Cry, the Beloved Country by Alan Paton

778 WordsJun 16, 20184 Pages
“Africa” is not even an African word. There is no certainty as to where it originated from but it could be connected with the Latin word aprica, meaning “sunny,” or the Greek word aphrike, meaning “not cold.” It seems more likely that it came from the Greek word; “aphrike” is the combination of “phrike” (cold and horror) with an “a” placed in front to give it the opposite meaning. Therefore, it means a land free of cold and horror. It’s such an ironic name for a country where people are living their lives with hunger and fear. The conditions in South Africa during mid-1900 were even worse than they are today. Alan Paton addresses these issues in his novel, Cry, the Beloved Country, published in 1948. Paton uses two contrasting…show more content…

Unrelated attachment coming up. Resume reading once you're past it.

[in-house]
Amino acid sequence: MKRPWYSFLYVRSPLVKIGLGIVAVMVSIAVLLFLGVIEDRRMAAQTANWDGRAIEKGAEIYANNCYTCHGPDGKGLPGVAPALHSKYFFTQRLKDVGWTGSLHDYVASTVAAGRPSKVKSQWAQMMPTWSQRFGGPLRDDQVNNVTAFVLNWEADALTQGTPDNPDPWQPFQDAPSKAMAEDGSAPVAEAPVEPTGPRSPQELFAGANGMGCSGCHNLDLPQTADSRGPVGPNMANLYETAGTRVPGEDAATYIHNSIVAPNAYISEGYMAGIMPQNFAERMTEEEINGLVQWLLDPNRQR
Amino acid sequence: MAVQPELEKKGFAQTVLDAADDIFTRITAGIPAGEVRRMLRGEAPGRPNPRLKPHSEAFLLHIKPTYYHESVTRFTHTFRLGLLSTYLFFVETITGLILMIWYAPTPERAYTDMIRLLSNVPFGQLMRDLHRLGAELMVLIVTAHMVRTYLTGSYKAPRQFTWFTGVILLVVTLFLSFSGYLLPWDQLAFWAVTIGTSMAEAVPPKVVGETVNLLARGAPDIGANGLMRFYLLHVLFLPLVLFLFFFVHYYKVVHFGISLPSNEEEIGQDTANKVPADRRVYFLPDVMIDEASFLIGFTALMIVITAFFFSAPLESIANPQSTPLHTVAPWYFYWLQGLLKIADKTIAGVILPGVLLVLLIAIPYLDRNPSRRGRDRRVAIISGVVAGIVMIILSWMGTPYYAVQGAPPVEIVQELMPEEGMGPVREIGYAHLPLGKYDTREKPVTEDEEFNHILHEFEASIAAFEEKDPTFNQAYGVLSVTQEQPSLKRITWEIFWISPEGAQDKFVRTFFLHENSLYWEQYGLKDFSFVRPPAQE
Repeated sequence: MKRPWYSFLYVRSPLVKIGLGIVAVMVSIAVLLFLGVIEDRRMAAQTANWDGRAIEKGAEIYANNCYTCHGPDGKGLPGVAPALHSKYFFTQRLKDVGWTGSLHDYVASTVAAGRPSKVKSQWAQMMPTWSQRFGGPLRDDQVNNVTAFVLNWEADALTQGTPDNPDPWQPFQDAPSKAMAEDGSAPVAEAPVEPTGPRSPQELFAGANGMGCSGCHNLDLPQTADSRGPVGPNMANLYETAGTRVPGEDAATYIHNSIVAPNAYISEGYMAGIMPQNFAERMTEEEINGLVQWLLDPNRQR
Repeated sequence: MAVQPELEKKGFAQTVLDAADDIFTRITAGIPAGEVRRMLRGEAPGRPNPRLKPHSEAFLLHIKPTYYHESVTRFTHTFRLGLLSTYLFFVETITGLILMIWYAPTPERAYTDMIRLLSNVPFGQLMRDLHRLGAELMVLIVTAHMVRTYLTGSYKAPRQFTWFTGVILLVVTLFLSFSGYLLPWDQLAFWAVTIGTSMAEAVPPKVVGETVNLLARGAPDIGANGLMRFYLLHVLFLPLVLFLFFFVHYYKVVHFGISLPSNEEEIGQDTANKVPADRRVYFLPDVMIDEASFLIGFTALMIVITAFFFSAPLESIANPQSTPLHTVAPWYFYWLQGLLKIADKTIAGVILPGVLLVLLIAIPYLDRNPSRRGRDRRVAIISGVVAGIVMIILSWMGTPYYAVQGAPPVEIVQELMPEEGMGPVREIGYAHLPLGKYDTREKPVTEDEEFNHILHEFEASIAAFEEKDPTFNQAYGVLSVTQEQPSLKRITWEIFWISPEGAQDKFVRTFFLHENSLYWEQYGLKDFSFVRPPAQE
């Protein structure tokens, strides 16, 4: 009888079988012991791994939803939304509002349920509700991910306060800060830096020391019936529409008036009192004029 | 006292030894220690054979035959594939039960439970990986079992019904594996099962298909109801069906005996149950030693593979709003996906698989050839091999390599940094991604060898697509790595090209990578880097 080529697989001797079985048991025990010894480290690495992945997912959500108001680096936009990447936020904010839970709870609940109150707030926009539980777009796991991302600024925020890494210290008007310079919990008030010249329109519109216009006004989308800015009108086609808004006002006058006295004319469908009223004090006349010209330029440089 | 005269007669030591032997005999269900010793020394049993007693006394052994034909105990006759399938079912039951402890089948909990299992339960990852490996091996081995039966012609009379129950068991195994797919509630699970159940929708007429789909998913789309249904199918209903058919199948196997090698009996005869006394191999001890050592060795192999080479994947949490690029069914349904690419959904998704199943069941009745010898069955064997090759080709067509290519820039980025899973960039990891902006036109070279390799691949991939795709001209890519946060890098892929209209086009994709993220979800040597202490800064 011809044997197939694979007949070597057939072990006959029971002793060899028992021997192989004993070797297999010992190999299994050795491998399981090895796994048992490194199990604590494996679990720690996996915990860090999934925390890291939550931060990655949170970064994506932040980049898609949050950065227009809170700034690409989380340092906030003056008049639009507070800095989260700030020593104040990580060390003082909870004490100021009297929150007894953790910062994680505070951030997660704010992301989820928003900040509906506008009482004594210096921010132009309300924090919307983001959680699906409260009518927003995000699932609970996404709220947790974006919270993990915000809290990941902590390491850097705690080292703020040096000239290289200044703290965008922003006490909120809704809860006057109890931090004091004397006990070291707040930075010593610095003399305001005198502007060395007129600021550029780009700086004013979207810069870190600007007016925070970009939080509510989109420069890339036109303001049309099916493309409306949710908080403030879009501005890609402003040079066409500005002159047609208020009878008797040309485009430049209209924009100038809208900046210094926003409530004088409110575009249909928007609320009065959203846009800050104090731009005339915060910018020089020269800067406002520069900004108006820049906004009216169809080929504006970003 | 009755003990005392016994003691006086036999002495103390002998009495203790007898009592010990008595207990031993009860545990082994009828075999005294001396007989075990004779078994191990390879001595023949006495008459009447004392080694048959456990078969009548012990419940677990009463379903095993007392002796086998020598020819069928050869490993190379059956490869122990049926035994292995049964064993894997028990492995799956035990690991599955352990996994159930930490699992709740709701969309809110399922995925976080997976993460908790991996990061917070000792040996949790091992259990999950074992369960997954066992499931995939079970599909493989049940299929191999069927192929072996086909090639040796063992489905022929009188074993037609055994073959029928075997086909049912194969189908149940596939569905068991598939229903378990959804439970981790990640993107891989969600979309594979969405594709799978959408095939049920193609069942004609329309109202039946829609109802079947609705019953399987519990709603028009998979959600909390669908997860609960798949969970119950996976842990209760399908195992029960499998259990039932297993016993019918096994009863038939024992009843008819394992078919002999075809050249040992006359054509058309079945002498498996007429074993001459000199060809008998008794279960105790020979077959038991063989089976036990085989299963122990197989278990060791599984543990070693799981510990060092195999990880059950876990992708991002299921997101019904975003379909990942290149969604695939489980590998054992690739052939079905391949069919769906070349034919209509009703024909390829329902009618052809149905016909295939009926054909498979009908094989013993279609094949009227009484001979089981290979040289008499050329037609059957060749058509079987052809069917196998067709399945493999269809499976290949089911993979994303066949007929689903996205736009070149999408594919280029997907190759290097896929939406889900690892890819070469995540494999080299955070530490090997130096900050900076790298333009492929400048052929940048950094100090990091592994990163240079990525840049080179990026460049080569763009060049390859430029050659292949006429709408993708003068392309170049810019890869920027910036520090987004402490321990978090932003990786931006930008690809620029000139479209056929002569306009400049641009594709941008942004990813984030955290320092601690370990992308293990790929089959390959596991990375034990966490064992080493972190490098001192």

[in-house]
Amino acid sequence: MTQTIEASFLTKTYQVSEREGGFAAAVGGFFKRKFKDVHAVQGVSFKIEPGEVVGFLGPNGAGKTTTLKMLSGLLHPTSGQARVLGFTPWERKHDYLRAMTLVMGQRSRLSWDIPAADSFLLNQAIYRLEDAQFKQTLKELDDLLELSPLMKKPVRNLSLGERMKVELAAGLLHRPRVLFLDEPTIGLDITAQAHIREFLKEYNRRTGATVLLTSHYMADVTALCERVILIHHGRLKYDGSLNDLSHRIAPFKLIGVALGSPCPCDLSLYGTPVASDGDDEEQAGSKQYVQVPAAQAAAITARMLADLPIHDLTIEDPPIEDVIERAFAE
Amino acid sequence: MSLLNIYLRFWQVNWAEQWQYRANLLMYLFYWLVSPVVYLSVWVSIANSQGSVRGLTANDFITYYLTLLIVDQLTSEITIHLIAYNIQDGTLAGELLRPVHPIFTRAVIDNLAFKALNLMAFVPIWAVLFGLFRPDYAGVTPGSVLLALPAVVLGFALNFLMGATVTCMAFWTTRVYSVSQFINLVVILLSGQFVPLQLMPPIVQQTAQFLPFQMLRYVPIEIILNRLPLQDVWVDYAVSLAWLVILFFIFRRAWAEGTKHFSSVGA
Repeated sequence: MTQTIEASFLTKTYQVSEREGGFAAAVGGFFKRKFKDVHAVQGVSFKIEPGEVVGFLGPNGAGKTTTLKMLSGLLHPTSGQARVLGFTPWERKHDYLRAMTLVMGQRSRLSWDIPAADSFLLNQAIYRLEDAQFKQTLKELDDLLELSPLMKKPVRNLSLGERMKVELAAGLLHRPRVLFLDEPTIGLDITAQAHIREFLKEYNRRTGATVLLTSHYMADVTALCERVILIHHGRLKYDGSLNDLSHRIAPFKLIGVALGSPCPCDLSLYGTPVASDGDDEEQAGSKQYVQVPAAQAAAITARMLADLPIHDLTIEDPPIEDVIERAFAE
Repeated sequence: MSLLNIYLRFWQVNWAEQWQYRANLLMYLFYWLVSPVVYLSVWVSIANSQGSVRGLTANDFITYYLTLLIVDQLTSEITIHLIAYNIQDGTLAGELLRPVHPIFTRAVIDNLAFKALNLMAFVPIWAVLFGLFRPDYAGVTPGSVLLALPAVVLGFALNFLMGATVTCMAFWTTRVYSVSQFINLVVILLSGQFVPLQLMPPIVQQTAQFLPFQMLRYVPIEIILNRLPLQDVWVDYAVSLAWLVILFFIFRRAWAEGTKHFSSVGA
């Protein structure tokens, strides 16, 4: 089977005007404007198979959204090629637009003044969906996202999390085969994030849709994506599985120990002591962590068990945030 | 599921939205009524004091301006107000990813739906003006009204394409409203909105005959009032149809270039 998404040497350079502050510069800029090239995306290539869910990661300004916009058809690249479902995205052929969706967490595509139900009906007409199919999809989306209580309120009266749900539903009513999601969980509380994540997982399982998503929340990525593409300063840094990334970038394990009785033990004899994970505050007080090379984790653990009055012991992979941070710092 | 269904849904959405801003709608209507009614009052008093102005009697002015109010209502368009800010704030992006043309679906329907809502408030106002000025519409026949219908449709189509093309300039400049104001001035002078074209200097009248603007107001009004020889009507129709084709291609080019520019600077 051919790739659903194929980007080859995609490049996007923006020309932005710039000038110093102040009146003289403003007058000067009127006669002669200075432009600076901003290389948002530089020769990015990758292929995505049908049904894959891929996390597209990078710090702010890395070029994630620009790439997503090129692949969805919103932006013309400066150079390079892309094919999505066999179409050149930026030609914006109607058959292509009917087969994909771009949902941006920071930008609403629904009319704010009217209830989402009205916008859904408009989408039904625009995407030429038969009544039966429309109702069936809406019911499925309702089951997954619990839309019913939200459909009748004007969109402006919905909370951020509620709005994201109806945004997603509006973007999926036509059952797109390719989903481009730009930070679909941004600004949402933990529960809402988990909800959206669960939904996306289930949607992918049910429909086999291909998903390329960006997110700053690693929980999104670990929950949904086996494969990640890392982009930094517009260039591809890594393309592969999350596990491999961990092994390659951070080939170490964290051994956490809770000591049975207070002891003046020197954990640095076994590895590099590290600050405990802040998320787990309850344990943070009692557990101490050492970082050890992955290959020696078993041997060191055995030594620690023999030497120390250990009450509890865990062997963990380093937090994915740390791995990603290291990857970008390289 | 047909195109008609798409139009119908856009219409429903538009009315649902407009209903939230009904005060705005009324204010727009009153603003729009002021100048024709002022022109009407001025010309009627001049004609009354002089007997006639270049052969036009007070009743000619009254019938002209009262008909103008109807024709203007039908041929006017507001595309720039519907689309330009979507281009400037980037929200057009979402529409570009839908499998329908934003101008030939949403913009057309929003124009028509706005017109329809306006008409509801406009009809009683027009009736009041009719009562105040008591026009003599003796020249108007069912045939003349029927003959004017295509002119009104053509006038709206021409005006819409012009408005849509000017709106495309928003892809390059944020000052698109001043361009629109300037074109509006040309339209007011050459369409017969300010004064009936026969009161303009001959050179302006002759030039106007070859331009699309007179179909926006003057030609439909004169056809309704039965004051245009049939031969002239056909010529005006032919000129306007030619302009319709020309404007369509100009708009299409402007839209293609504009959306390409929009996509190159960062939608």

They value the ownership of land and things more than the beauty of the land and the need to care for one another. These places are symbolized by Stephen and John Kumalo. The urban society is like John Kumalo, the corrupt brother. He left Ndotsheni years ago and never contacted his relatives. John is a successful businessman in Johannesburg where he is better off financially than his fellow natives. He is working for native rights, but he wasn’t actually working to benefit his people. Instead, he lets power consume him, while turning his back on his religious views and claiming that the Church is powerless in this land. Although both of them grew up in the same circumstances, Stephen Kumalo is the opposite of John. Stephen is the reverend at Ndotsheni, a man of God. He represents the good aspects of rural society. He is not self-servile like John and he leads a righteous life by dedicating himself in reuniting the families and the nation as a whole. Paton shows that these two concepts could be brought together to solve the problems of South Africa. The interaction between the cities and villages are almost nonexistent and the problems of each are foreign to the other. They need to unite and care about each other, just like the whites and natives. The problem is that “it is fear that rules the land” (Msimangu). The whites and natives are afraid of each other, which also
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